For seven years I was the resident director of music at the Pacific Conservatory of the Performing Arts on the central coast of California — a total-immersion two-year college-certified training program for actors, known for having accepted Kathy Bates and for kicking out Robin Williams (though both long before my time there). It was a great job that afforded me the opportunity to teach and work in professional theatre — work that obviously influences what I do today.
The first day of class was always eventful at PCPA, but one in particular stands out — exactly twelve years ago today. It was an exciting day for those returning to their second year of study, and even more exciting for those who were entering their first. But for everyone — students, faculty, and staff alike — it would be a day horribly tainted.
The students must have been called at 8 AM (PST), which is the only thing that would explain why I was up at 6. I turned on the TV in the living room of the house that I shared with one of the acting teachers, my dear friend Heidi Ewart. I was stunned by what was unfolding three time zones away. Once I processed the severity, I went to wake her up. We sat together on the sofa, holding hands, disbelieving. By the time we got to campus, the day’s agenda had dramatically changed and suddenly we were all playing it by ear. Many of those college students had just spent their first official night away from home. What had they woken up to? What had we all woken up to?
September 11, 2001, was not a run-of-the-mill Tuesday for anyone. For many, there was something wonderful that was supposed to happen that day: the first day of classes, the first day of a new job, the first day of vacation, the day someone was going to propose. But all that changed. A friend of mine was in the North Tower and was lucky enough to get out. Here’s how he remembers it:
I was on the 39th floor. It was about 8:45, and we heard this loud boom. At first we thought it was something on the street, but then we saw debris coming down. We thought at that point that a small plane had hit the building. It wasn’t an every day occurrence, but it did happen sometimes. I thought it would be best if we got out of the building, regardless. As we came down the 39 flights of stairs, no one had any idea that it was an act of terrorism. When we got outside and watched the other building burst into flames, we knew. It was horrible. I saw people jumping for their lives. Two were holding hands.
My experience that day was nothing compared to his. And his was nothing compared to many others. But twelve years later, I marvel at humanity and our ability to bring out the best in ourselves after experiencing the worst on a day like September 11. We’re like nature in the aftermath of a forest fire: we slowly rebuild.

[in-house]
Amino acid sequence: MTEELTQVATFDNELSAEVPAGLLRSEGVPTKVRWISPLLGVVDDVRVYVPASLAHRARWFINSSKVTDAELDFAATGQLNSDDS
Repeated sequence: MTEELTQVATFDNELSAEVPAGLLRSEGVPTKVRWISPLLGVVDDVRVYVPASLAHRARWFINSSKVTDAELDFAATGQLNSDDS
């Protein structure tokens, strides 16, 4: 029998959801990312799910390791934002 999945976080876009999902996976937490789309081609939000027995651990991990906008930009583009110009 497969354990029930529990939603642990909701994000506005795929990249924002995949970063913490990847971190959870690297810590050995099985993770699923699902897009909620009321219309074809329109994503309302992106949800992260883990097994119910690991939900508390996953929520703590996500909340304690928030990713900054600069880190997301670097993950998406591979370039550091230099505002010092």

I also find the art that emerges from such events to be among the most inspired. John Adams’ choral masterpiece “On the Transmigration of Souls” is something I will take time to listen to without interruption tonight; and I’ve recently been re-watching Spielberg’s series “Rising: Rebuilding Ground Zero” — a fantastic documentary that explores the process of creating and developing the 9/11 Memorial.
When my husband Keith and I went to New York to get married this summer, I insisted that we visit the burgeoning site, scheduled to be completed in the next year or so. The last time I’d been there was the winter of 2003. I will never forget the image of the two perfectly square holes at ground zero. Though the debris had been cleared by that point, the city was still rattled. A decade later, I am moved by the beauty that is developing in that very spot — the carved names around the edges of the pools where the buildings once stood, the brilliant architecture, and the carefully considered details of every aspect of the memorial.
The day after we visited the site, we learned of the passing of one of my chorus members. My mother had passed just a week earlier, and there Keith and I were celebrating our marriage. Surreal only begins to explain the experience. But I’m looking forward to only positive events in the next couple of months (knock on wood). Lately, exhausted and having had no recovery time, I’ve found myself becoming a little cranky about them. But buying a house is a good thing. Helping host a conference is a good thing. Getting things ready for Heidi and lots of other friends to visit is a good thing. Today I’m reminded that we should never complain about what is actually going well.
In other words, let us rise before there’s reason to.